George the iguana guy is looking for a few good signatures

October 14, 2016
By Marcy Shortuse

iguanacutout-web■ BY MARCY SHORTUSE
Iguana trapper George Cera will be an even more common sight around town next year, as Lee County has extended his contract to include the winter months. The contract until now was for nine months.
“I’m just glad I can work those other months,” Cera said. “There were so many times the weather was nice and they were out, but I couldn’t do anything about it.”
Lee County also amended Cera’s contract by creating a special clause contract so that Cera can respond to emergency calls during off hours.
New permission slips need to be signed by all Boca Grande/Lee County residents who agree to allow Cera on their property to hunt the wily beasts. Once signed, the forms will be good until the property is sold.
“Lee County made it specifically clear that I was not to go on anyone’s property unless the owner had signed a form,” Cera said.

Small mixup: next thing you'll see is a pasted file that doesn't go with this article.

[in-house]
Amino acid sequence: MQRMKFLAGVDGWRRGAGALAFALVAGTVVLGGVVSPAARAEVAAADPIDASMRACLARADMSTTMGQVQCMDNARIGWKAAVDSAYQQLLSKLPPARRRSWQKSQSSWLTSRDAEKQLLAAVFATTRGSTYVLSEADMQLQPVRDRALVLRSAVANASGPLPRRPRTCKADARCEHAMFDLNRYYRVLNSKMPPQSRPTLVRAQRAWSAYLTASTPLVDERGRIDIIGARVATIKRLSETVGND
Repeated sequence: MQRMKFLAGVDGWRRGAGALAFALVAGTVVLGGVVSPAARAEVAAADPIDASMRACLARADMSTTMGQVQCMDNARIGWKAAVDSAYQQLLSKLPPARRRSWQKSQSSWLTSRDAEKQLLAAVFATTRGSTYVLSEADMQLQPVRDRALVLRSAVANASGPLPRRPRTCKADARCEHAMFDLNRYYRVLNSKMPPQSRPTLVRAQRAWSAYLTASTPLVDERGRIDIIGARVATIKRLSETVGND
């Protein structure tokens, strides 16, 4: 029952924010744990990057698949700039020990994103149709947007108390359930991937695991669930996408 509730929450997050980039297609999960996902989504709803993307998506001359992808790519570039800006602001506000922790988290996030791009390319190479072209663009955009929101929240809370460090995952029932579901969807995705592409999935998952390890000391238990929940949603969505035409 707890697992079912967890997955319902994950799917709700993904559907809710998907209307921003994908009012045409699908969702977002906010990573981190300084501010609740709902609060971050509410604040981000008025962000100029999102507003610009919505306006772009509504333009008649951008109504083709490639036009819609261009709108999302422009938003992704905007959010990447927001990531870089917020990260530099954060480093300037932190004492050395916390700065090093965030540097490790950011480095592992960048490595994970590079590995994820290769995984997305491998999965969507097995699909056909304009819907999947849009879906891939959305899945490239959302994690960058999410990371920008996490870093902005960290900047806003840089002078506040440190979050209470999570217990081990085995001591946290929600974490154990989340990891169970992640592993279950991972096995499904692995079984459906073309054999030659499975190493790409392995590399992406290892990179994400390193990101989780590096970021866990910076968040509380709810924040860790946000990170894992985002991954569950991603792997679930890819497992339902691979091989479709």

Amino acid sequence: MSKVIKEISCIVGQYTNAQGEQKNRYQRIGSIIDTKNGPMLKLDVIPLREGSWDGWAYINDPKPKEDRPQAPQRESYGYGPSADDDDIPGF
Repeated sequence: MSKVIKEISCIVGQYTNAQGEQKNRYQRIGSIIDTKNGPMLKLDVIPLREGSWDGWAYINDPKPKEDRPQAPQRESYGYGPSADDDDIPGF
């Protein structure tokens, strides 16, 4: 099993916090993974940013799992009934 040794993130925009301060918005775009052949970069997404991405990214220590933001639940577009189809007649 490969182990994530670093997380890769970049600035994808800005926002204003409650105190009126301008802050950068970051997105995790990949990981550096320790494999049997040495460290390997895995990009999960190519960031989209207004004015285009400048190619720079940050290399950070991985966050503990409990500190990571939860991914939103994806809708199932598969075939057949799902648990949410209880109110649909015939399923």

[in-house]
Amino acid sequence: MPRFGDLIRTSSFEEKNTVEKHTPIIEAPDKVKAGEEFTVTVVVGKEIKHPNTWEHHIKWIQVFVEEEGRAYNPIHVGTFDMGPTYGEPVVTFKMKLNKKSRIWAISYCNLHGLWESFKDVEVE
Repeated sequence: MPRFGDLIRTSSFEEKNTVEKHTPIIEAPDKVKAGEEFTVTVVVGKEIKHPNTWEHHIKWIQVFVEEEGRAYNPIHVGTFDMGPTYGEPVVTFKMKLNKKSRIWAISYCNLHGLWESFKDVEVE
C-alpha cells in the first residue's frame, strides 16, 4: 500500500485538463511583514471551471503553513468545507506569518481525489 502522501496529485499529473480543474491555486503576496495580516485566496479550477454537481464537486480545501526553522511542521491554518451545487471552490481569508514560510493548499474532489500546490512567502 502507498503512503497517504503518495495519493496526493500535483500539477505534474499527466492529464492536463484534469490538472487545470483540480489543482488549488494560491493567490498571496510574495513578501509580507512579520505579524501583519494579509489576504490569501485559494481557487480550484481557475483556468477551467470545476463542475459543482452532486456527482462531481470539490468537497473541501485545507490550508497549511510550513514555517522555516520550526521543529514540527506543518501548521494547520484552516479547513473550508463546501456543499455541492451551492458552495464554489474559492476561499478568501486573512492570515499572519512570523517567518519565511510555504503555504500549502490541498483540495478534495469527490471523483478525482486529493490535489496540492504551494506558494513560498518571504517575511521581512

Forms are available at the Boca Grande Community Center, Lee County Parks & Rec office. You have to fill out a new form this year in order to have iguana eradication services on your property. Cera believes he has eliminated more than 30,000 iguanas from the island since he started in February, 2006.
Within the first two years of the program, it is estimated that George eradicated more than 16,000 iguanas from the Lee County side of Gasparilla Island. He currently averages around 2,000 iguanas a year. Cera said it had been proven that the iguanas had been eating baby gopher tortoises and eggs, as well as anoles, small birds and bird eggs.
Through the years Cera has also watched the island’s bird population increase to a somewhat more normal number. Prior to the eradication, many indigenous birds were facing a serious decline. Cera explained that most of the food that the larger prey birds used to eat on the island was eaten instead by the iguanas.
The black spiny-tailed iguana is considered an invasive species, because it is not native to the Florida ecosystem. Originally from Mexico, the iguana is believed to cause both environmental and economic harm outside of its native ecosystem.
The lizards are omnivorous and can eat pretty much anything if their favorite foods are gone. Berries, flowers, even “human food” picnic leftovers have been found in iguana stomach contents.
Iguana sightings should all go to Boca Grande Lizard Control on Facebook, or drop a note off at the Boca Grande Community Center with Joe or David.
You can also mail Cera at PO Box 2238, Boca Grande, FL. 33921.